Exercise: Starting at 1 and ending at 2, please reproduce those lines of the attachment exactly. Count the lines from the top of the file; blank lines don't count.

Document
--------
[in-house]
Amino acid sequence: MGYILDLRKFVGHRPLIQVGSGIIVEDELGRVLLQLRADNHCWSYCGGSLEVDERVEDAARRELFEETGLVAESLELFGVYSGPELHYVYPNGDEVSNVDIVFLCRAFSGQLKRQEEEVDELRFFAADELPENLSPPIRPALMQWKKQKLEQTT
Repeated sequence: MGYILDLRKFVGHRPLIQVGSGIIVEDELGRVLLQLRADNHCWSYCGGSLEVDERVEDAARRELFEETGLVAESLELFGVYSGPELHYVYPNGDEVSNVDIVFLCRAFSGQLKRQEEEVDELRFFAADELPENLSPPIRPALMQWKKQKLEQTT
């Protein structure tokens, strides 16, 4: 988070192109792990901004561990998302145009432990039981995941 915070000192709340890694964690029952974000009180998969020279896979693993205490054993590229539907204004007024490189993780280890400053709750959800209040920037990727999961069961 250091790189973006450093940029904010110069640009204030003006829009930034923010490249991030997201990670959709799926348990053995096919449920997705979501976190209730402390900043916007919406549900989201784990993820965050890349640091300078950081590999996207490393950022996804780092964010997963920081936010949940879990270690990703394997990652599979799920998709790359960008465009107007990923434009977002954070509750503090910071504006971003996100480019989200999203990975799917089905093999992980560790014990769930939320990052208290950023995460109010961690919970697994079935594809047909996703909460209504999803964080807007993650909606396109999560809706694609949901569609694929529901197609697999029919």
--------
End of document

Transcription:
[in-house]
Amino acid sequence: MGYILDLRKFVGHRPLIQVGSGIIVEDELGRVLLQLRADNHCWSYCGGSLEVDERVEDAARRELFEETGLVAESLELFGVYSGPELHYVYPNGDEVSNVDIVFLCRAFSGQLKRQEEEVDELRFFAADELPENLSPPIRPALMQWKKQKLEQTT